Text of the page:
Please contact Judy Cataldi for more information. or call 908-223-7202

Standards Solution Holding, LLC is not owned by or affiliated in any fashion with PARCC, Inc.

By |2018-02-11T17:26:42+00:00January 29th, 2018|PARCC Prep|0 Comments

Preparing for PARCC Part II – Using PARCC Writing Rubrics

Using PARCC Writing Rubrics 
to Inform Instruction:
Scoring Student Essays



This post is part of our blog series on PARCC. In this series, we offer tips and strategies you can use to ensure that your students perform at their very best on the PARCC tests.

Last year, PARCC posted their writing rubrics for the Prose-Constructed Response (PCR) and then revised them this past July. However, since each writing task is unique and the rubrics are generic, to make good use of these rubrics you must create item-specific guides that qualify the range of student responses.

You can create item-specific guides to score your students’ on-demand writing samples. These guides will give you an idea of which writing skills you should focus on to help students improve their writing.

First, we need a thorough understanding of PARCC’s generic rubrics, and then we must identify the item-specific information related to each prompt. There are three components to PARCC’s generic rubric: Reading Comprehension – Comprehension of Key Ideas and Details; Writing – Written Expression; and Writing – Knowledge of Language and Conventions. Below is a list of student expectations for each category.

Reading Comprehension

  • Students must include evidence of understanding, including direct references and inferences.
  • Students need to link perspective (“analysis”) to specific evidence.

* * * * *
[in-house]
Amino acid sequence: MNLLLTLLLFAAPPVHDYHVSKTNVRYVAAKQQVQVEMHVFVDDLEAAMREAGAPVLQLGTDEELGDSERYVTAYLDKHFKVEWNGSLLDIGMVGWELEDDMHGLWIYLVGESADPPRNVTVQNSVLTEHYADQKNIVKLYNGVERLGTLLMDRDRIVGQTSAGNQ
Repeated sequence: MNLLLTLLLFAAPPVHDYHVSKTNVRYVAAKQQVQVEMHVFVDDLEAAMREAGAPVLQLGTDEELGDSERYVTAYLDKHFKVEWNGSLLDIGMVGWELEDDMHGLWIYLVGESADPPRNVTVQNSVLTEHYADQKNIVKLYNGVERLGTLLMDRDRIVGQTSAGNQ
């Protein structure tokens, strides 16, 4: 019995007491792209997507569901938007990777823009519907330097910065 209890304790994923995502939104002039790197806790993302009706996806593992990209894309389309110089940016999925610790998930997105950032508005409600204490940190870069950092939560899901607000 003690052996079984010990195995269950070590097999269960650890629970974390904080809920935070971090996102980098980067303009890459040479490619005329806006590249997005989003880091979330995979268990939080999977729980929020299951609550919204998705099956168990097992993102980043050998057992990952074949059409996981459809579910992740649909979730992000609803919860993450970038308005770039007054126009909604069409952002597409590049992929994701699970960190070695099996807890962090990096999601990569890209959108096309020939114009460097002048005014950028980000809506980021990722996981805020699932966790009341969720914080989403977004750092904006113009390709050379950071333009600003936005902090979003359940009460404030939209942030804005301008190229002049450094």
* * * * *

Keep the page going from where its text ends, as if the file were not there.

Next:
Written Expression
  • Students must respond to all parts of the prompt.
  • Students must develop a claim or topic with reasons and textual evidence.
  • Students must write in the specified discipline (narrative, essay, etc.).
  • Students must write in a style and organization effective for the conventions of the discipline.
Written Conventions
  • Students must demonstrate command of the conventions of standard English.
  • Students need to write enough so that scorers can properly assess their command of standard English conventions.


The first step in creating the task-specific rubric is to survey your students’ essays. Task-specific rubrics are constructed using student responses and by identifying expected conditions for each category of the generic rubric. Use Standards Solution’s Item-Specific Considerations to set the expectations for each category.

Now that you have considered every element of the rubric, return to your students’ essays and use the rubric and your item specific guide to identify strengths and areas of need.


For responses to the Literary Analysis Task and Research Simulation Task, three dimensions are scored for a total of 19 points (15 for grade 3)